docker build -t your_dockerhub_username/node-kubernetes .

We are using the . in the command to specify that the build context is the current directory.

It usually takes 1-2 minutes to build an image. After you’re done building it, you can check your images with the help of the command below:

docker images

If your application image is ready, you will get this output:

REPOSITORY TAG IMAGE ID CREATED SIZE

your_dockerhub_username/node-kubernetes latest 9c6f897e1fbc 3 seconds ago 90MB

node 10-alpine 94f3c8956482 12 days ago 71MB

Now, log into your Docker Hub account:

docker login -u your_dockerhub_username

Logging into your Docker Hub account will create a ~/.docker/config.json file in your home directory.

Use the docker push command to send your application image to Docker Hub. However, you must replace your_dockerhub_username with your actual username:

docker push your_dockerhub_username/node-kubernetes

Step 3: Translating Compose Service to Kubernetes Objects with Kompose

Next, you have to translate your compose service definitions to Kubernetes Objects. The Docker Compose file namely docker-compose.yaml helps to determine the definitions to run your services with Compose. You can use Kompose to create yaml files and migrate the service definitions to Kubernetes objects. Here’s how you can do it.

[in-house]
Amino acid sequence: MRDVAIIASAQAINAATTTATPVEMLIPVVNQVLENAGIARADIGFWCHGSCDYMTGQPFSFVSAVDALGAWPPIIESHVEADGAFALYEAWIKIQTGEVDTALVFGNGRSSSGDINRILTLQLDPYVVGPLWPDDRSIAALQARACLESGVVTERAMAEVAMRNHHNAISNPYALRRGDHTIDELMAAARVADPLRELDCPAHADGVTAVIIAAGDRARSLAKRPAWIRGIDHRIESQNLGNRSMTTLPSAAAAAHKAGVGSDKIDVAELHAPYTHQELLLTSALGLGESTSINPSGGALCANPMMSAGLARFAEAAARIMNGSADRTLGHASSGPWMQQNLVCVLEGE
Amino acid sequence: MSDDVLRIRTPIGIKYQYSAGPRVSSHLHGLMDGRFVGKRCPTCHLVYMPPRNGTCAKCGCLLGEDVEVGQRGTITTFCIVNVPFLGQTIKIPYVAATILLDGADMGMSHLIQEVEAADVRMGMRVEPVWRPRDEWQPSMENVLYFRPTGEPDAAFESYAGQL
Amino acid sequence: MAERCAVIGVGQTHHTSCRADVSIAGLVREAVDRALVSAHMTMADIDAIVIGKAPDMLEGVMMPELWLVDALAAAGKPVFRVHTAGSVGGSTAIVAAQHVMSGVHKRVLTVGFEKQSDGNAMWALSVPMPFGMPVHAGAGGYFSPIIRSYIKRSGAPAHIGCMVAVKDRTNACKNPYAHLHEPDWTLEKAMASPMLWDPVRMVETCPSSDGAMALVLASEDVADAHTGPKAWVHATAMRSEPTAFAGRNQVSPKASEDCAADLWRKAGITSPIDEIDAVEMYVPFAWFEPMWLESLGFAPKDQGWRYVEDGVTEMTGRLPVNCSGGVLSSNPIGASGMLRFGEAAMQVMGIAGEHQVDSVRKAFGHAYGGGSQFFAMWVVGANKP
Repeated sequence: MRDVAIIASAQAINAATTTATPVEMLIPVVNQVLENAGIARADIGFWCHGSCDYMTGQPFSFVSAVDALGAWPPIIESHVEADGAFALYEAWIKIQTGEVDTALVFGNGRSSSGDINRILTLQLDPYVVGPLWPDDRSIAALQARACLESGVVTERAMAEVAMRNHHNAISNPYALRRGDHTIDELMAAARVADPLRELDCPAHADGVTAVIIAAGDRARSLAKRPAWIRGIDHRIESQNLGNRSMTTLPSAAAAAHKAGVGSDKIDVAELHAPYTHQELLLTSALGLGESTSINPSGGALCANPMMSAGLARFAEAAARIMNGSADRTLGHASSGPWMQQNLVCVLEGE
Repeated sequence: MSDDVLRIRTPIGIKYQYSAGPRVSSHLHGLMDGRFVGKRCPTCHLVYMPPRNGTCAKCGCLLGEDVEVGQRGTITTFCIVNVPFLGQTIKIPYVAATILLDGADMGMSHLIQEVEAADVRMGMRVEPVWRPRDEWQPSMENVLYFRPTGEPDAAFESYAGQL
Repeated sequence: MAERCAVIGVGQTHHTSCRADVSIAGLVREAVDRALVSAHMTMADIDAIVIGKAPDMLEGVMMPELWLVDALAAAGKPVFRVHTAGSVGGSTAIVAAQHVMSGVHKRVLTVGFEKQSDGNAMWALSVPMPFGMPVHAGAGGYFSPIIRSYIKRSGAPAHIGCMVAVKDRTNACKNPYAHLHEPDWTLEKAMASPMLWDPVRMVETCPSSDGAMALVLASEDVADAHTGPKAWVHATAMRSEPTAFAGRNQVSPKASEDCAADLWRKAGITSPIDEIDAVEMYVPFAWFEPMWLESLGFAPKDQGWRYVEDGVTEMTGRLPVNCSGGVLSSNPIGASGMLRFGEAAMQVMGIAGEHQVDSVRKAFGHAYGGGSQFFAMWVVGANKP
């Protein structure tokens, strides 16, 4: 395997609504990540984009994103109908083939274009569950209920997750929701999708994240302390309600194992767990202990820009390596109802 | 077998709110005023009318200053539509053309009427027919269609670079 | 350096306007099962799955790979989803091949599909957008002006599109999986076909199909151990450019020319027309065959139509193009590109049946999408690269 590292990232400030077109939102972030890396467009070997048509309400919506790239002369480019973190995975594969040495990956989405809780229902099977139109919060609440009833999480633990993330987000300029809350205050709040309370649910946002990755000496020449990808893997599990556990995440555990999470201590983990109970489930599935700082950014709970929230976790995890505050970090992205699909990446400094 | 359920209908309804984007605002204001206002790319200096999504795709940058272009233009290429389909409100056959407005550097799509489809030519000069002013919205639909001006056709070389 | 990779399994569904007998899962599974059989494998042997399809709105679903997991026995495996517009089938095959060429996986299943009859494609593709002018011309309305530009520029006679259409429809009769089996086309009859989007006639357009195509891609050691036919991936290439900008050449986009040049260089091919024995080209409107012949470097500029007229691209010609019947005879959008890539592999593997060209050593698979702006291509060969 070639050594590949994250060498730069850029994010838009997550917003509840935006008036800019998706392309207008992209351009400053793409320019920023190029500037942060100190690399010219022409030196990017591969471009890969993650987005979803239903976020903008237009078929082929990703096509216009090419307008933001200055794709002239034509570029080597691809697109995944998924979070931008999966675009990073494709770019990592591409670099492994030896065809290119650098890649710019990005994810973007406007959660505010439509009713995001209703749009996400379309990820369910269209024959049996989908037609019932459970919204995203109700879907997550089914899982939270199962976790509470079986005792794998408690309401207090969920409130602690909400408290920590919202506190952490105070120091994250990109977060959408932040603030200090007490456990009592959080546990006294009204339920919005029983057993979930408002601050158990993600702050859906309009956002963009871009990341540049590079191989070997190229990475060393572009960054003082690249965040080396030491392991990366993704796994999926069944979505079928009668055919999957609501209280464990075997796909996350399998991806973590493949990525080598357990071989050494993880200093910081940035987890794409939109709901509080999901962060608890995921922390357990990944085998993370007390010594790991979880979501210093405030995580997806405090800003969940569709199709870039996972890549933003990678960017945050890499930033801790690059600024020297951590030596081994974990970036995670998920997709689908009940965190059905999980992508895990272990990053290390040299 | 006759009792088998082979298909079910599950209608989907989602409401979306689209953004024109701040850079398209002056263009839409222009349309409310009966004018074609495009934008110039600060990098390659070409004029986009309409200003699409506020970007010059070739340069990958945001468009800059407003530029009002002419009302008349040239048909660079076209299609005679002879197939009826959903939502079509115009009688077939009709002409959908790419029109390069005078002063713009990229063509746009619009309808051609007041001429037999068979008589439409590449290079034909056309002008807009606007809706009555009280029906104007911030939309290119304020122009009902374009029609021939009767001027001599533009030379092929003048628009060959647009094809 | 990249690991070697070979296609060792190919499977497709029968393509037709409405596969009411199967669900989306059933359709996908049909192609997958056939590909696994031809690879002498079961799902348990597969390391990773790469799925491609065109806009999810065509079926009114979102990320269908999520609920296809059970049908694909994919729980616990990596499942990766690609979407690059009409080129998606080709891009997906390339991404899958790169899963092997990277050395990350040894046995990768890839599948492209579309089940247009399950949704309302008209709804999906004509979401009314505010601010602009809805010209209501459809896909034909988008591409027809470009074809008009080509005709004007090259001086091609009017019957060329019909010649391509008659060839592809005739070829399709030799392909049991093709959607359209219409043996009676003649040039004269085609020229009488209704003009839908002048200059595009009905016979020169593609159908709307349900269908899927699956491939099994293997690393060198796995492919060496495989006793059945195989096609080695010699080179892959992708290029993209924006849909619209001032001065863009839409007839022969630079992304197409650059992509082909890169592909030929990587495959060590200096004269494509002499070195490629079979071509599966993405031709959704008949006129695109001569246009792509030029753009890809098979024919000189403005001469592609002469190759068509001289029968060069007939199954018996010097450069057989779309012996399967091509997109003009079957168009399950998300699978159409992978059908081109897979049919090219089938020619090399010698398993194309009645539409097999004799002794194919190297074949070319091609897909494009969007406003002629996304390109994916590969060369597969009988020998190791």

First, you need to change some of your Docker Compose file definitions to make them compatible with Kubernetes. You need to modify the restart policies of both containers so that they work better with Kubernetes.

Open the Compose file with nano or any similar editor:

nano docker-compose.yaml

In its usual state, the service definition for Node.js is:

~/node_project/docker-compose.yaml

services:

nodejs:

build:

context: .

dockerfile: Dockerfile

image: nodejs

container_name: nodejs

restart: unless-stopped

env_file: .env

environment: